Pandemic, lockdowns and now unrest - even more look to govt for relief as jobs are culled

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Minister of Employment and Labour Thulas Nxesi.
Minister of Employment and Labour Thulas Nxesi.
Felix Dlangamandla
  • Labour Minister Thulas Nxesi said his department would soon develop and issue a directive for the UIF to assist employees who have been laid off or lost their jobs due to the unrest that rocked South Africa this month.
  • He said the department would draft a directive to help an estimated 75 000 workers who may not qualify for UIF TERS, but lost their jobs due to the unrest.
  • Unions say the directive should be introduced with urgency along with clarity on TERS under level 3 lockdown.

After more than a year and a half of bottleneck applications, changing requirements and coming to grips with unwarranted payments and instances of fraud, government has placed the Unemployment Insurance Fund (UIF) front and centre of its response to a whole new crisis.

Employment and Labour Minister Thulas Nxesi said his department would soon develop and issue a directive for the Unemployment Insurance Fund (UIF) to assist employees who have been laid off or lost their jobs due to the unrest that rocked South Africa this month.

Processes were in place to fast-track payments, he said.

Nxesi was briefing reporters on Wednesday afternoon following meetings his department had with the National Economic Development and Labour Council (Nedlac). This also comes as the UIF reintroduced the Covid-19 Temporary Employer-Employee Relief Scheme (TERS) – which enables businesses unable to operate under lockdown to process payments to employees – earlier this week.

The unrest, sparked by the arrest of former president Jacob Zuma, was characterised by the looting of stores and the destruction of businesses, causing billions of rands worth of damage as well as widespread job losses. President Cyril Ramaphosa deployed South African National Defence Force personnel on the ground to support the South African Police Service with restoring order.

Nxesi said the UIF TERS already assisted 5.4 million workers with over R61.2 billion in disbursements in 2020, while a further extension until 15 March 2021 assisted 74 000 workers, where over R703 million was disbursed.

"Under the latest adjusted level 4 lockdown the fund has extended this relief further with an estimated budget of R5.3 billion for which applications have been opened," said Nxesi.

Nxesi said the Department of Employment and Labour would also commit to assisting workers who have been affected by the recent unrest in Gauteng and KwaZulu-Natal.

He said the department estimated that 75 000 employees were affected by the unrest in the two provinces, either through temporary work stoppage or outright retrenchment.

The department aimed to help those for whom no other relief was available, he said.

"The Unemployment Insurance Fund has a basket of benefits that can serve as intervention mechanism to the affected workers and companies as a result of the unrests.

"It should be mentioned upfront that there is currently no benefit quite suitable for the current situation, and Covid-19 TERS cannot be applicable as it was established as an intervention for a disaster situation," he said.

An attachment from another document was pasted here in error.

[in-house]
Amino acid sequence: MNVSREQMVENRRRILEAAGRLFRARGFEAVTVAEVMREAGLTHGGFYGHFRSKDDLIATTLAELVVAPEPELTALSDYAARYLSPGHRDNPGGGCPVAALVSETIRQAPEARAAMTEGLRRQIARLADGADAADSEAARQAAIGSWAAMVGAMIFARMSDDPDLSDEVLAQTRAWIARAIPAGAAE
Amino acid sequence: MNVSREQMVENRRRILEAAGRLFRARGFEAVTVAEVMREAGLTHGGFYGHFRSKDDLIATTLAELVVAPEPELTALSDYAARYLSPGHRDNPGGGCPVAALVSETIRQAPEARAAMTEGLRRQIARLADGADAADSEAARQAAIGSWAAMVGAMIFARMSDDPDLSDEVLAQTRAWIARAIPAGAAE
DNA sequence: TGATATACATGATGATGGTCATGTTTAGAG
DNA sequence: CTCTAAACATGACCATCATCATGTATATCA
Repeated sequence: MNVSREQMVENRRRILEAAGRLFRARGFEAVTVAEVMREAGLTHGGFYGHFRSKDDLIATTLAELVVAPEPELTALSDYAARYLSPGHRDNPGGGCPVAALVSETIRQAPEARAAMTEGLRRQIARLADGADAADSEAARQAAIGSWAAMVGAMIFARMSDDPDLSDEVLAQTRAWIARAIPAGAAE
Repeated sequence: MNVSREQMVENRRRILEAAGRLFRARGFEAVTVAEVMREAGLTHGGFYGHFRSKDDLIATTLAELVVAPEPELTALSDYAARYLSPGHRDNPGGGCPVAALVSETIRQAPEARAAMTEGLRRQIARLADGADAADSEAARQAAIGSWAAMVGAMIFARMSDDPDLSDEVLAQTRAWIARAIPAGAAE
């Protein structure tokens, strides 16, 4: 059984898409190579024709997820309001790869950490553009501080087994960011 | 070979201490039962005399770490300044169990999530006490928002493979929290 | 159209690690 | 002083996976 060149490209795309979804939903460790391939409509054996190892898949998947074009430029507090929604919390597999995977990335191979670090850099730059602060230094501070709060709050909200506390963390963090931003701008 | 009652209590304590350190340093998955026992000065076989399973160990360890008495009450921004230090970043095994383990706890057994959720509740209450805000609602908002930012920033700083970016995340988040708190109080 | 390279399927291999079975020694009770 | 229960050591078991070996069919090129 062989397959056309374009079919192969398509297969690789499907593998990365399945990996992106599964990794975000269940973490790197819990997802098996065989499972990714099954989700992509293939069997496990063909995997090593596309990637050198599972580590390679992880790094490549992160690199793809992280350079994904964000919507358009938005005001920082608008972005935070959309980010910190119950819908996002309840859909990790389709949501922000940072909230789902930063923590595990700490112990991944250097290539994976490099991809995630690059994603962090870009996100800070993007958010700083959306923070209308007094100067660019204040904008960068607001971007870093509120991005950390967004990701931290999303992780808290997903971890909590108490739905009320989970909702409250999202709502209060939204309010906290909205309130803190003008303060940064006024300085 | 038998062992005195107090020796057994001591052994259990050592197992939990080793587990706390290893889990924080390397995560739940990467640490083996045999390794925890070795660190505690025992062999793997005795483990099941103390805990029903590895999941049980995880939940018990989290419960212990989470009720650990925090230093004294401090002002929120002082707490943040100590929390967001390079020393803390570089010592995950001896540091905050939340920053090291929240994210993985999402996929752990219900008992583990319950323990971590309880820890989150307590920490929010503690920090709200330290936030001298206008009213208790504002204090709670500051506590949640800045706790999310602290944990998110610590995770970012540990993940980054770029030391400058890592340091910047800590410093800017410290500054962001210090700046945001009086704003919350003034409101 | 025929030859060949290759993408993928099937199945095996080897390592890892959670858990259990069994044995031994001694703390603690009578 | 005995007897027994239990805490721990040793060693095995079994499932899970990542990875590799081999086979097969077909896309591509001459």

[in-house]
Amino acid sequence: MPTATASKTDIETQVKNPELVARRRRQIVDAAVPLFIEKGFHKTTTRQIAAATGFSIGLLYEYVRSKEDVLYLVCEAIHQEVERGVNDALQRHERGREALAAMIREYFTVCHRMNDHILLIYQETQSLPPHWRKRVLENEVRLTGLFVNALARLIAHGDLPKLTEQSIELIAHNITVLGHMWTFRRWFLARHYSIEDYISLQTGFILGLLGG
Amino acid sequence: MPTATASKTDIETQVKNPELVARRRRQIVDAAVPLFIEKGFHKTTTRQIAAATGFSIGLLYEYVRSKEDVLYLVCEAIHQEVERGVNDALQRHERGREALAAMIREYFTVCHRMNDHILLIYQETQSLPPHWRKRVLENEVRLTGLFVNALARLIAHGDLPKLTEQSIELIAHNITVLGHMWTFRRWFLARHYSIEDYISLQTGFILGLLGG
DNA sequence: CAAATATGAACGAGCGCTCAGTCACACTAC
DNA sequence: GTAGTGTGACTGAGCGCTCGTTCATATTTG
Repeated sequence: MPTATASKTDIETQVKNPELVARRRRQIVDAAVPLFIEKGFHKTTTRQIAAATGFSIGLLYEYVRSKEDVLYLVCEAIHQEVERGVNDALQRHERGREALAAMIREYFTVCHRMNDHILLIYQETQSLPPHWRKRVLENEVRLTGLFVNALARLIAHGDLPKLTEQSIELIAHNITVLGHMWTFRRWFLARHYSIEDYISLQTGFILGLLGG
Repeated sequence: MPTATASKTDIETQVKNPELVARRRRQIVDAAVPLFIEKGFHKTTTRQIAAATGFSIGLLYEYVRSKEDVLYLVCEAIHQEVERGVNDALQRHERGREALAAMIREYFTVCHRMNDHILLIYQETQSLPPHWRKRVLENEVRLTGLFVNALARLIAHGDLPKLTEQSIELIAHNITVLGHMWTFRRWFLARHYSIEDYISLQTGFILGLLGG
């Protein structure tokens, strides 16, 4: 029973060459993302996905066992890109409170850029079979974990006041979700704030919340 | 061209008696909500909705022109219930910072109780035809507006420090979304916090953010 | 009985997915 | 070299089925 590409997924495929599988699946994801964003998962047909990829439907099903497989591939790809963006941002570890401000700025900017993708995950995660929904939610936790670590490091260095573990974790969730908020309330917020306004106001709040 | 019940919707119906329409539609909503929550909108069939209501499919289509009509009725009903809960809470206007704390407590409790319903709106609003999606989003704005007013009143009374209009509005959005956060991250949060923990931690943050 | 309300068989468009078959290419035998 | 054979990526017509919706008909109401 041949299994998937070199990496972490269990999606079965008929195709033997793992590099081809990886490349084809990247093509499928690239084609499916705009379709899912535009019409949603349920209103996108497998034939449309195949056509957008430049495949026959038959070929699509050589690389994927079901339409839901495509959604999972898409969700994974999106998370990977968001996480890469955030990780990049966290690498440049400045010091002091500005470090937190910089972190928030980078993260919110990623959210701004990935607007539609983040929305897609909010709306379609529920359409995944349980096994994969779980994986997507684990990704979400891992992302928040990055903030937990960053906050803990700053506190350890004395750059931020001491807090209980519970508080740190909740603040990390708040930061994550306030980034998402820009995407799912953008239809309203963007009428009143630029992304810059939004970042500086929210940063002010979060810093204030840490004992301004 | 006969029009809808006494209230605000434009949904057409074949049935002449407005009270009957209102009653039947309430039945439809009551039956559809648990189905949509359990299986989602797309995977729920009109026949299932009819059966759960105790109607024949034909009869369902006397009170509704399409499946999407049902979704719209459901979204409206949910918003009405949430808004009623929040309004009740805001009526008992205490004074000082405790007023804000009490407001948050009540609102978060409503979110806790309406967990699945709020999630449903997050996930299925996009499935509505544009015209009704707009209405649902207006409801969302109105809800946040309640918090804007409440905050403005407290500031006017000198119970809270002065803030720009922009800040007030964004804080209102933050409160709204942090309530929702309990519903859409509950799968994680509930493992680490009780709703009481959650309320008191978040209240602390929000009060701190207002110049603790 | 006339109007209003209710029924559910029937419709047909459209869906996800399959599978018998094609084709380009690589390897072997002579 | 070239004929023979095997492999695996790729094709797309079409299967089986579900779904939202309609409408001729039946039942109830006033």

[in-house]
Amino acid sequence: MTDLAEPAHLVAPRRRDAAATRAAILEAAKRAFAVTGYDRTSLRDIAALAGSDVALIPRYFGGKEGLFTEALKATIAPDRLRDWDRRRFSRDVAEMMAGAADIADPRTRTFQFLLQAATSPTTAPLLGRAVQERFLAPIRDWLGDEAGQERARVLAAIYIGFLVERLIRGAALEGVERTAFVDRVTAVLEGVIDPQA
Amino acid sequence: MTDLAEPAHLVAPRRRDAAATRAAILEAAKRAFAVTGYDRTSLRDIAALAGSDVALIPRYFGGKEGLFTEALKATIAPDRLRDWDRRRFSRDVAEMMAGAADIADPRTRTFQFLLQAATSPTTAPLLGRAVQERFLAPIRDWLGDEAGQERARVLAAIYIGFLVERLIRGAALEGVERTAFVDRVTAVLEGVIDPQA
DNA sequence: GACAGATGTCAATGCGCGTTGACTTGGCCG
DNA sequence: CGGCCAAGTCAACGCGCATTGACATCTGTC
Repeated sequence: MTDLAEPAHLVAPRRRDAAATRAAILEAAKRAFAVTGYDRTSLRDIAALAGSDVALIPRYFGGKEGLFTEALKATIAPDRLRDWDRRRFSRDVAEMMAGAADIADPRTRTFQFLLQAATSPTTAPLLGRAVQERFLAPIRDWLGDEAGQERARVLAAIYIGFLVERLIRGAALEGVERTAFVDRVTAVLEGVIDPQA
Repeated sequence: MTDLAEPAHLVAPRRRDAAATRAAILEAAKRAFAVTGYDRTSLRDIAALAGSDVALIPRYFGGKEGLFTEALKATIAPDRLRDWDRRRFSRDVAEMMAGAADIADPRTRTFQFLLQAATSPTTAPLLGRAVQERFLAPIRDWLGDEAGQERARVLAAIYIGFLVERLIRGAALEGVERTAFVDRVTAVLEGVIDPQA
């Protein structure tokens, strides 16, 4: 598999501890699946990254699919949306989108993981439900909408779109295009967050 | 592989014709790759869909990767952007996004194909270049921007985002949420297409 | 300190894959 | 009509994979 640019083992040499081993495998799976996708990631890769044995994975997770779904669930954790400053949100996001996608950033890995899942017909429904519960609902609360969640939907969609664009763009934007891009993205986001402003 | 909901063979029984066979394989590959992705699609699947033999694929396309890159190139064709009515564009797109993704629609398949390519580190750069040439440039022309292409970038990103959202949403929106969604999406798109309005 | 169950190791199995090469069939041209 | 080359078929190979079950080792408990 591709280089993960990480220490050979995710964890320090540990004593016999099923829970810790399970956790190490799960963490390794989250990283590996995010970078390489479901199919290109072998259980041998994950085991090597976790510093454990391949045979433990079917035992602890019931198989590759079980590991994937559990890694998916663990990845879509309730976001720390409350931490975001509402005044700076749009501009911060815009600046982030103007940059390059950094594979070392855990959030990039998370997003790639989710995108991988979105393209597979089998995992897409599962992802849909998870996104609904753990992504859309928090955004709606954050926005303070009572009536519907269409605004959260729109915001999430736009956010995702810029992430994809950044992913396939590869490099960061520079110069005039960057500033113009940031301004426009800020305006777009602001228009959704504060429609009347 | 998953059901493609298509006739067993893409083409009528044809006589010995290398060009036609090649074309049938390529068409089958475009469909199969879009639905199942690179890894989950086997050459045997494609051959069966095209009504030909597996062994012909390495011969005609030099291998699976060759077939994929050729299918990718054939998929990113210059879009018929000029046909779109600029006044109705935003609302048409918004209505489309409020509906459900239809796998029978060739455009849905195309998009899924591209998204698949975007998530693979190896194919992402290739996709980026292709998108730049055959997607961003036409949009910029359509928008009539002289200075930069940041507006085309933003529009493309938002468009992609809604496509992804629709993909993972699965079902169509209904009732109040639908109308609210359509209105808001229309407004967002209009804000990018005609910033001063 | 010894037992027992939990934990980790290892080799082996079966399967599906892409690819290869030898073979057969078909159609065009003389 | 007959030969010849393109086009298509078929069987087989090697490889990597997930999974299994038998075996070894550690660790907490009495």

The minister said the issuing of the directive to develop relief for employees affected by the unrest was imminent and could occur as soon as this week.

But, he added, money was tight and criteria would be strict.

"It will not be a free-for-all. The criteria will be stringent, and payment will be based on resources available. While it would be ideal to pay all affected employees, the reality is that funds are limited," said Nxesi.

Nxesi said data were being compiled on businesses affected by unrest and the department will be able to reveal a benefit calculation and the formulation of an intervention in due time. The payment structure, criteria and duration will be outlined in the directive, he said.

"We are mindful of the urgency of the matter. The UIF has a system in place to fast-track payment. Just as is the case with the Covid-19 TERS benefit we want the employer to play a key role in the process. The benefit will have to be paid directly to the account of the employee," said Nxesi.

Earlier in the day, Finance Minister Tito Mboweni said the UIF had set aside R5.3 billion for the extension of the Covid-19 TERS coverage, which will mainly cover those who have lost their jobs due to the lockdowns.

"With regards to the people who lost their jobs due to the recent unrest, the UIF will provide income support, using different instruments that it has at its disposal to deal with such eventualities," said Mboweni.

Cosatu's parliamentary liaison officer Matthew Parks said the introduction of relief for workers affected by looting and the destruction of businesses was positive, and that the federation had campaigned aggressively for the intervention.

"We are quite pleased. We called for this as a package of relief at Nedlac last week. We pushed hard for it and had meetings on a daily basis for the past week. A lot of relief must come from government. But this is employee contributions," said Parks.

Parks said government needed to move with speed and urgency as the expectation was for the intervention to start paying out directly to affected employees from the beginning of August.

"Insurance relief is not going to workers' wages. The R350 are going to the unemployed. So, this is an additional measure to protect the most vulnerable. We need to finalise the process and get the minister to finalise and issue the directive," Parks said.

Parks said Cosatu was also waiting for updates on the level 4 TERS payments, which have only had 4 500 applications. He also said a level 3 TERS must still be discussed as the latest TERS extension only pertains to level 4 lockdown.

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